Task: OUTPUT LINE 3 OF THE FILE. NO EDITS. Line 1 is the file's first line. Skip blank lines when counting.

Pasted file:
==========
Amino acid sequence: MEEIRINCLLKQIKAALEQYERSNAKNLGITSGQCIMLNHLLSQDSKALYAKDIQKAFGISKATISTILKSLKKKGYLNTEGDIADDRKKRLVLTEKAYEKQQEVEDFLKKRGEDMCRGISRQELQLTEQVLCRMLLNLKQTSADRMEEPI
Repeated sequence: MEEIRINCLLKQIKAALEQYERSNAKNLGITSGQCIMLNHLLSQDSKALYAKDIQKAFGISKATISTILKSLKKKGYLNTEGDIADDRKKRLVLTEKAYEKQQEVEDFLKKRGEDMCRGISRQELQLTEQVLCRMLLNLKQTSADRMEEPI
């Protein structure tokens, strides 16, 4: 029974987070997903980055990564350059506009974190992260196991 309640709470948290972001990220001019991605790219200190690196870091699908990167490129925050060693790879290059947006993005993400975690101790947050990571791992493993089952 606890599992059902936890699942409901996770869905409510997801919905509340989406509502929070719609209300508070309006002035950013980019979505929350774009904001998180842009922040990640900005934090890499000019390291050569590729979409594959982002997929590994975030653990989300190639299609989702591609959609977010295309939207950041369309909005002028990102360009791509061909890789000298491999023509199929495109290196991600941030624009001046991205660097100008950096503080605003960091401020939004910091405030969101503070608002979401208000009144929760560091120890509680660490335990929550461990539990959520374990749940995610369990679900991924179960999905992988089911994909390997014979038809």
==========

């Protein structure tokens, strides 16, 4: 029974987070997903980055990564350059506009974190992260196991 309640709470948290972001990220001019991605790219200190690196870091699908990167490129925050060693790879290059947006993005993400975690101790947050990571791992493993089952 606890599992059902936890699942409901996770869905409510997801919905509340989406509502929070719609209300508070309006002035950013980019979505929350774009904001998180842009922040990640900005934090890499000019390291050569590729979409594959982002997929590994975030653990989300190639299609989702591609959609977010295309939207950041369309909005002028990102360009791509061909890789000298491999023509199929495109290196991600941030624009001046991205660097100008950096503080605003960091401020939004910091405030969101503070608002979401208000009144929760560091120890509680660490335990929550461990539990959520374990749940995610369990679900991924179960999905992988089911994909390997014979038809």